How to look your best at this holiday season's parties.
Katie Trotter: The serious business of party dressing
The party season: a month of competitive little black dresses, anxiety and the age-old dilemma of "What do I wear?" So where do we start?
In terms of clothes (the rest comes down to etiquette, something I assume you are all on top of by now), the trick is not to be wholly dictated by the word "party dress"; after all, it is only December and a few celebrations. Let's start with a few rules.
If you are not normally partial to a few sparkles, it's not generally the time to try it out - think of things as a cheerful extension of your wardrobe rather than an anomoly. It's important to feel like yourself, not a trussed-up version of. Look to accessories to brighten things up: rich, jewel-encrusted clutches and shoes in this season's colours, such as indigo electric blue or emerald green, are a great investment and can be worn again after the party season dies down.
Stay clear of wearing one of the big hitters from the high street, as the risk of someone else turning up in the same look is high. If your budget doesn't stretch to designer wear, try adding a few vintage accessories in order to stand out from the crowd. Colour is a great way with which to experiment without having to invest in something that will sit in your wardrobe for the rest of the year gathering dust. Although most of us use black as a fallback, navy is equally classic and softer against most skin tones, working particularly well with both gold and silver accessories. If you are feeling a little braver, metallic hues work particularly well; stick to gold if you are blonde and silver tones for brunettes.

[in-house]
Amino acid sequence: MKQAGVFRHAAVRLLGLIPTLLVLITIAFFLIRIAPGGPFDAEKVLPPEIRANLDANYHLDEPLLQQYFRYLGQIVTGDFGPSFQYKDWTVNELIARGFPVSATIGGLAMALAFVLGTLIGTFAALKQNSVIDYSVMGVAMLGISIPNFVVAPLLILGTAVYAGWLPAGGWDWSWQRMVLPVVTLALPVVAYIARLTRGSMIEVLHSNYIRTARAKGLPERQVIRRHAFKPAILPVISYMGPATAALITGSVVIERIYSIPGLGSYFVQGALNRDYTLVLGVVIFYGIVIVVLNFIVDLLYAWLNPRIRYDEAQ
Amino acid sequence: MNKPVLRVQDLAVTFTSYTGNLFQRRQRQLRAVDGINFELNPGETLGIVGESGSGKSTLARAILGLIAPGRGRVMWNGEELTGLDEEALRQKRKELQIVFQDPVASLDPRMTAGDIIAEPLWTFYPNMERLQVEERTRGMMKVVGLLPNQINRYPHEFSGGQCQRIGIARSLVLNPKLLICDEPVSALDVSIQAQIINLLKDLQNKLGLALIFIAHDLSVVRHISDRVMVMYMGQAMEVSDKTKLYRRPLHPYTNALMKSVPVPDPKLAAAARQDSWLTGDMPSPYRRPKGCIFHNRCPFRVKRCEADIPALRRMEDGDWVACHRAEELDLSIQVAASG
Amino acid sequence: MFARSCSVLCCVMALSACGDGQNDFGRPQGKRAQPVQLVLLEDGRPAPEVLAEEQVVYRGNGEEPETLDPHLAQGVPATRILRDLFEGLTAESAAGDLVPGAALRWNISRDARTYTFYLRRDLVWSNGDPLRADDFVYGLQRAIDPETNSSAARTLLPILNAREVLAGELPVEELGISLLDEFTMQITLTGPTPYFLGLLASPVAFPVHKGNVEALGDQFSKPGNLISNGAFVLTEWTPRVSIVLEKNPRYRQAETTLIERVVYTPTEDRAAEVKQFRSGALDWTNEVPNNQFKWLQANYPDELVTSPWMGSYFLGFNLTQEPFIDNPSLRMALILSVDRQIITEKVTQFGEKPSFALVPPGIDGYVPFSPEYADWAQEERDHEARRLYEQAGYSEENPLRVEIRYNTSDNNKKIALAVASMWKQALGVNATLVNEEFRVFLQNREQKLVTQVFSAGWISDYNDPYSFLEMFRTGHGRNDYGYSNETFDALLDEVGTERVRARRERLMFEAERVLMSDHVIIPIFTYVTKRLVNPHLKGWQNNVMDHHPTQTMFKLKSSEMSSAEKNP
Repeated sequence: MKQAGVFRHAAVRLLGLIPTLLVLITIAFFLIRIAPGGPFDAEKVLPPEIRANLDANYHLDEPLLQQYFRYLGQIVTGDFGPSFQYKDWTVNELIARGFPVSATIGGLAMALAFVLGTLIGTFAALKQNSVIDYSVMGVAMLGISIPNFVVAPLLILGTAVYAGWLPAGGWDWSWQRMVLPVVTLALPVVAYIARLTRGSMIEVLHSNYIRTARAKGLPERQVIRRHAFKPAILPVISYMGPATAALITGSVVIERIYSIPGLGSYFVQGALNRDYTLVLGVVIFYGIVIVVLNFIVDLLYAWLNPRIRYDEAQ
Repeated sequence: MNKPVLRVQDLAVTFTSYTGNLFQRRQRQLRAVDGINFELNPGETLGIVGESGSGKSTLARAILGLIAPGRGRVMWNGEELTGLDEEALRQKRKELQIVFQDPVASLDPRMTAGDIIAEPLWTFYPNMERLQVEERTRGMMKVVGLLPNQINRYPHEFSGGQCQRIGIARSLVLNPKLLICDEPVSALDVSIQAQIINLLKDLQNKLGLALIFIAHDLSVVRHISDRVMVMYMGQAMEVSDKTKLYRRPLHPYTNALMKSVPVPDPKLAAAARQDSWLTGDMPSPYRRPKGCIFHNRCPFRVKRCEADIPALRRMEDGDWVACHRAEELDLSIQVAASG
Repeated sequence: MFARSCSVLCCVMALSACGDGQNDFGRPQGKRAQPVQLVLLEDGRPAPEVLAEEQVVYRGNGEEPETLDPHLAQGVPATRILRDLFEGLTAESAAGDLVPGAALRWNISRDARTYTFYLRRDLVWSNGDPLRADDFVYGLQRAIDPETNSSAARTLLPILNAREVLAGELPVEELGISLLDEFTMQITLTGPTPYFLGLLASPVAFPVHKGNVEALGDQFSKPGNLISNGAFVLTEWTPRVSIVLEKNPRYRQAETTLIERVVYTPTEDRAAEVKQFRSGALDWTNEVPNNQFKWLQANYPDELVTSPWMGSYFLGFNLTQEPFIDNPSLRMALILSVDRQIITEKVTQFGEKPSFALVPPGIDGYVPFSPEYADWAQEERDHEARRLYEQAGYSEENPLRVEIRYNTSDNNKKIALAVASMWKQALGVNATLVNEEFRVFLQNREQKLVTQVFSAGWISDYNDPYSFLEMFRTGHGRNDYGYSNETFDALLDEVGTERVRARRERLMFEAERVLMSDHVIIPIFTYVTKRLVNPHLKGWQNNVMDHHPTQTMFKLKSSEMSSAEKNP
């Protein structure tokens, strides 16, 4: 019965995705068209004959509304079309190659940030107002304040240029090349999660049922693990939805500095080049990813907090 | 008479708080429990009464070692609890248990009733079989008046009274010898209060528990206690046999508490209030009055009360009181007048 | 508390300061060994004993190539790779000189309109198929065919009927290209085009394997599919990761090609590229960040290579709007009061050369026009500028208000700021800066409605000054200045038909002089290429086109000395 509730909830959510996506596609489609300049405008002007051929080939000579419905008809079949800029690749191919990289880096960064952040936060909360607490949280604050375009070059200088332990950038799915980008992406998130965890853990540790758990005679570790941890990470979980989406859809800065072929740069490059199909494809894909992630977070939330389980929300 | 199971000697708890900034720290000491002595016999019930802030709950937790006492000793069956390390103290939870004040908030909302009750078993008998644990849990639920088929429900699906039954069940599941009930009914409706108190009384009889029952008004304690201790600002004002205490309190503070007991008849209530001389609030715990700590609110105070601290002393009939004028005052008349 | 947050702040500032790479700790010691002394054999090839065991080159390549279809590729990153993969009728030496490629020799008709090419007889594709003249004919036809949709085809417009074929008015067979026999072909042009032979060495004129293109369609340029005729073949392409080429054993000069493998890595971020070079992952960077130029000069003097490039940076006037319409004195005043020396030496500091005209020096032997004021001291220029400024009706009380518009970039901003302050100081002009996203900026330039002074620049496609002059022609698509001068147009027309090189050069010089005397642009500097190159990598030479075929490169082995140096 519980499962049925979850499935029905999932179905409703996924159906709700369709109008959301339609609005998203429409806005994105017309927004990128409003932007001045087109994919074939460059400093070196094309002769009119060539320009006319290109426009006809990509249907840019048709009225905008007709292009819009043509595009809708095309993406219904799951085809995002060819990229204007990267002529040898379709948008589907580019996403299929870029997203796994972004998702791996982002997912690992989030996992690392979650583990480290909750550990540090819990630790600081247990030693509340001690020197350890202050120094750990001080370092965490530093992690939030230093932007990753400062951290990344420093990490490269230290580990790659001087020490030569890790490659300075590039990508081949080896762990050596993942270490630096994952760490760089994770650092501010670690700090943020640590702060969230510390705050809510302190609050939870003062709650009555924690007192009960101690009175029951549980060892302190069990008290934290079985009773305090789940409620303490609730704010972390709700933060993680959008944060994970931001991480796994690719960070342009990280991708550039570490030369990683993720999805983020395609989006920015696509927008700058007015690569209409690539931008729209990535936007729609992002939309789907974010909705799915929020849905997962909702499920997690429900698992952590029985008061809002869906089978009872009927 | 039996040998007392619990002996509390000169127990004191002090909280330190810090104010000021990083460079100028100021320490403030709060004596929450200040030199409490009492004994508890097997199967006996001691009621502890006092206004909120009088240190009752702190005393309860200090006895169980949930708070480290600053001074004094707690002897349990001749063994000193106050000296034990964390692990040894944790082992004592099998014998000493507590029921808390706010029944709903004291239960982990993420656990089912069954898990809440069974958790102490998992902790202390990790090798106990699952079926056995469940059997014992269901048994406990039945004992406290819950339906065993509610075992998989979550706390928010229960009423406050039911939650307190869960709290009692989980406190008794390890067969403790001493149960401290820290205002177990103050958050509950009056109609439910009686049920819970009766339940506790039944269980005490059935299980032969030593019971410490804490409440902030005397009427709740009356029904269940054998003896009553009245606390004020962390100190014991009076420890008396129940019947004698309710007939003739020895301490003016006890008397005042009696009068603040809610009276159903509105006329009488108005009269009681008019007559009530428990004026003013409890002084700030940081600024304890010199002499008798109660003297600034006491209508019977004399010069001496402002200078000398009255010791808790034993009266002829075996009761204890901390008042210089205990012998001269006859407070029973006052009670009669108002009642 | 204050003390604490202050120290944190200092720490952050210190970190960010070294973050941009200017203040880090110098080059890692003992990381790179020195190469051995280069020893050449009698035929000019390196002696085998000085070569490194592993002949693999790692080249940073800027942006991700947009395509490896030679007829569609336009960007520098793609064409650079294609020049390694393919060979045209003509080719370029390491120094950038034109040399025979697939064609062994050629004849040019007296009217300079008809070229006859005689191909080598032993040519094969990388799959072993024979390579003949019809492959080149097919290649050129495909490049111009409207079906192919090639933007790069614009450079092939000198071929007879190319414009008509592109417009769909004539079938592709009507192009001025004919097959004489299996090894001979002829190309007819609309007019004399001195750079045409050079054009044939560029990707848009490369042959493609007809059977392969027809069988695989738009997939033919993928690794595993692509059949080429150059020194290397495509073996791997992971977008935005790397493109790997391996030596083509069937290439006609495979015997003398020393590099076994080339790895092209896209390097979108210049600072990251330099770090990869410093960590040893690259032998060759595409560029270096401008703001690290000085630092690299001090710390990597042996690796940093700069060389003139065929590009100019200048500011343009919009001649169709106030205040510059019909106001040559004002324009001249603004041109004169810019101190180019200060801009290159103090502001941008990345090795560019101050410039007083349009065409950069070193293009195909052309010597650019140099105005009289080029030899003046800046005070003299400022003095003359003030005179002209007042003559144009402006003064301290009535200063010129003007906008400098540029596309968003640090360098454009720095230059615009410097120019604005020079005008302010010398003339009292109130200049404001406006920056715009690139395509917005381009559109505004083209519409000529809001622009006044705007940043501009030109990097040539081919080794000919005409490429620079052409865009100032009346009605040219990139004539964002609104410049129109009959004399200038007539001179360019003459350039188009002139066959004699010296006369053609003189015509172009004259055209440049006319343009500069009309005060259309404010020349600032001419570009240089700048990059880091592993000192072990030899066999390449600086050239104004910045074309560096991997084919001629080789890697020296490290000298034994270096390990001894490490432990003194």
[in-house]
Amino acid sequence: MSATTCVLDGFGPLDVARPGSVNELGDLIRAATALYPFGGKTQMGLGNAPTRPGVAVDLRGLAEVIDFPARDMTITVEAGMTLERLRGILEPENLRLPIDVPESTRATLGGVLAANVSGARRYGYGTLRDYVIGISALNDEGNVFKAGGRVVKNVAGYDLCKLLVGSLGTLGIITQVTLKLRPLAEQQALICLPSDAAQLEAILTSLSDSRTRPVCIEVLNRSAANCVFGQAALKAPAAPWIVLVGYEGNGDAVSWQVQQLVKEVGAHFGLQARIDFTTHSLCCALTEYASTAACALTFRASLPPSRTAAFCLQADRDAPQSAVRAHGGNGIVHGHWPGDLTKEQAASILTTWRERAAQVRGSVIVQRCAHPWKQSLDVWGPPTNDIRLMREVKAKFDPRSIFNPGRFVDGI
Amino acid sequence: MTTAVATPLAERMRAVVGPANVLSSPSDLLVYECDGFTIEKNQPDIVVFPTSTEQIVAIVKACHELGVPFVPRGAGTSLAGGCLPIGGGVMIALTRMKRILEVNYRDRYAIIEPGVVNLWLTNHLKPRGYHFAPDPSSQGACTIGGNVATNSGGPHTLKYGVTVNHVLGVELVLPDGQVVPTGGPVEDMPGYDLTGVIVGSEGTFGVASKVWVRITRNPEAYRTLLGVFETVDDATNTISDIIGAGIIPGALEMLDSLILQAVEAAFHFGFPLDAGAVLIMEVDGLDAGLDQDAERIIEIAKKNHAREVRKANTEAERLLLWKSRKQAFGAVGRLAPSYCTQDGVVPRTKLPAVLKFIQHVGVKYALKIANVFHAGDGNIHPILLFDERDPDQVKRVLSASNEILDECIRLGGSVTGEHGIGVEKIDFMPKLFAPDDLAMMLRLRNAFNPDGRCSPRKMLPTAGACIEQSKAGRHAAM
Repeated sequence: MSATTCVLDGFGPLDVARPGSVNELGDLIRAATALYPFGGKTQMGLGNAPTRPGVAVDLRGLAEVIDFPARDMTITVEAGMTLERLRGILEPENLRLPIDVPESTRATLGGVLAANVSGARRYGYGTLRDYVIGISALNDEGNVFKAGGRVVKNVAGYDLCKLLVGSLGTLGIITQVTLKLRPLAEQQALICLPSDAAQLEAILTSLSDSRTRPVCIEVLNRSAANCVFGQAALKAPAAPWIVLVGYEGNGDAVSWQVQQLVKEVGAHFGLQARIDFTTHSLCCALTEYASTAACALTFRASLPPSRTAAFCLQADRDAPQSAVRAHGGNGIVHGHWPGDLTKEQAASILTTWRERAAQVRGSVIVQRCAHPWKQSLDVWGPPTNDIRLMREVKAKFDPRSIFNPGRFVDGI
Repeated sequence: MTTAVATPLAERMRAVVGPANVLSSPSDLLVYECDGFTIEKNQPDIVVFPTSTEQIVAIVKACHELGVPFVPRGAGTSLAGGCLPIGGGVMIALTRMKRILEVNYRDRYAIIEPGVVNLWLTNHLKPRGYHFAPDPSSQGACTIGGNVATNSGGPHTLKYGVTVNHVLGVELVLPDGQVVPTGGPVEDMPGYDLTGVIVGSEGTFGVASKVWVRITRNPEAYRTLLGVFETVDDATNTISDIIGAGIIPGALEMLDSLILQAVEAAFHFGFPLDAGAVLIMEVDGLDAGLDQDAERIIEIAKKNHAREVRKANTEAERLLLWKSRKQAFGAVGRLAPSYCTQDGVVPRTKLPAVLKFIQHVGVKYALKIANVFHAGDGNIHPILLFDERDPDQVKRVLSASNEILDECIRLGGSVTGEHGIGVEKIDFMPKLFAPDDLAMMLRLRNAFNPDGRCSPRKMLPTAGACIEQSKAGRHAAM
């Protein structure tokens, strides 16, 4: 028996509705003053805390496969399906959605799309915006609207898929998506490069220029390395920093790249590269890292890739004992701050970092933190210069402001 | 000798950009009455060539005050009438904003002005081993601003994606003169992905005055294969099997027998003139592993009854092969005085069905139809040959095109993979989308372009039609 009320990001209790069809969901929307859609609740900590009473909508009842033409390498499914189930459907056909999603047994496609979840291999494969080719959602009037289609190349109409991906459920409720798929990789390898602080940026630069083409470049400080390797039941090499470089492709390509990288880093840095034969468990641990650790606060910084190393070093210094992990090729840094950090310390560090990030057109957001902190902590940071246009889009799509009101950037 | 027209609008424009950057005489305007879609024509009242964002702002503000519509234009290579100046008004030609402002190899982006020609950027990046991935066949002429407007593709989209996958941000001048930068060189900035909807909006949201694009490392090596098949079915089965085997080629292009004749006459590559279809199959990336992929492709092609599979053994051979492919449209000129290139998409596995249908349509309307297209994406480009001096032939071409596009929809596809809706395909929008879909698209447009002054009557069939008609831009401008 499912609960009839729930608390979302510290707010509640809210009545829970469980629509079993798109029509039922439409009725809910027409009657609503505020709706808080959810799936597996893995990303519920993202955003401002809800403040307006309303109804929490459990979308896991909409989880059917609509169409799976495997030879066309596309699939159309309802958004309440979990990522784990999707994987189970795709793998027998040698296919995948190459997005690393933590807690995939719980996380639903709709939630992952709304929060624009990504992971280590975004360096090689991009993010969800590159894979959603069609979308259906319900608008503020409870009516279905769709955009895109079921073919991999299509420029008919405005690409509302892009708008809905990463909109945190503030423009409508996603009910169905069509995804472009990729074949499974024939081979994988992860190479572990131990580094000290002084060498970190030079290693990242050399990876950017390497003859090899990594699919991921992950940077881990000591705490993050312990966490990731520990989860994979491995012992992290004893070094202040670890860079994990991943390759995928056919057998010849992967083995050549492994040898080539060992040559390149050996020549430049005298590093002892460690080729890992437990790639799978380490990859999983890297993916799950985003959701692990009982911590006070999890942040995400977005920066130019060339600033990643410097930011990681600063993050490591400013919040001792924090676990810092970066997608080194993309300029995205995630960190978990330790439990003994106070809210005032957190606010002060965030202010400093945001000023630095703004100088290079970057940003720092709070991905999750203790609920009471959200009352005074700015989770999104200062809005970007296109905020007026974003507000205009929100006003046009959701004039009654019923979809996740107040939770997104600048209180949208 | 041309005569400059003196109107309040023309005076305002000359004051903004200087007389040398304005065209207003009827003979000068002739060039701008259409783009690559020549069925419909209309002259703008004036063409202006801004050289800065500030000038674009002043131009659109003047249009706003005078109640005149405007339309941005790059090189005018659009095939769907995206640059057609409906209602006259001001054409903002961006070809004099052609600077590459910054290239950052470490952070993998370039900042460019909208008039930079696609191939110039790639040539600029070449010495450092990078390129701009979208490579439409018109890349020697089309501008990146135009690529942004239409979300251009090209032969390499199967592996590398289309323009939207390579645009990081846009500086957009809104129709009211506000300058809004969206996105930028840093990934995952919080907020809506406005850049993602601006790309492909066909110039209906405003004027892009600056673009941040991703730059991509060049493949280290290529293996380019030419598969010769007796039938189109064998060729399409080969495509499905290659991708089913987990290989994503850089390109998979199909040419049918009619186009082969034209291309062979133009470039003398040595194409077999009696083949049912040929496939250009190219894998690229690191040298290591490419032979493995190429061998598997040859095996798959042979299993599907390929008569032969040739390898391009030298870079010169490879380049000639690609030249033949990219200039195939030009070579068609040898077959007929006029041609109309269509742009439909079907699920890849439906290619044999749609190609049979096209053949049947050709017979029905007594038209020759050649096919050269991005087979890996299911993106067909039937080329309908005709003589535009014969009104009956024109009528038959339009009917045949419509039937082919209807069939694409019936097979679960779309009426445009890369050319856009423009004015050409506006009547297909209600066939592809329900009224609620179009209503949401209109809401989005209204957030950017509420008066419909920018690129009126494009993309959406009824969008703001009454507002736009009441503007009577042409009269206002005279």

Of course, shape plays an important role in the equation. For those with an apple shape (a round middle with slim arms and legs) you need to draw attention to your best assets. Wrap dresses give the illusion of a waist and a side fastening will draw the attention away from the stomach. For the lucky ones with a coveted hourglass figure, make sure to emphasize your shape rather than hide behind it. Your main feature is the waist, so make sure it is the focus of your dress shape. A pencil skirt suits best on your bottom half and a capped sleeve will add volume to the shoulder, balancing out the hip. If you are worried about your thighs, play with draping, especially from the waist down, so that it skims rather than clings. For those with the pear shape (bottom heavy), a classic feminine silhouette is your aim. If you have toned arms and shoulders, strapless dresses with a nipped-in waist and flared skirt will help draw the eye away from the hip area. Play with accessories such as statement earrings or a large necklace, as they will keep the eye reverting back to the top half of your body.
An athletic shape is often harder to dress than most of us think; although slender, the lack of bust, waist and hips can often appear boyish in a dress. In order to feminise, we need to create volume with the clever use of pleats, ruffles or excess fabric. A cowl neckline will give the illusion of a bigger bust and a heavy necklace will detract from a smaller bust.
The problem with party dressing is that it all ends up somehow looking the same, so try your best not to fall into the common traps we, as consumers, are cleverly steered into. Besides, it's meant to be a party, so try and relax, safe in the knowledge that a big, bold smile always carries us farther than a big, bold frock.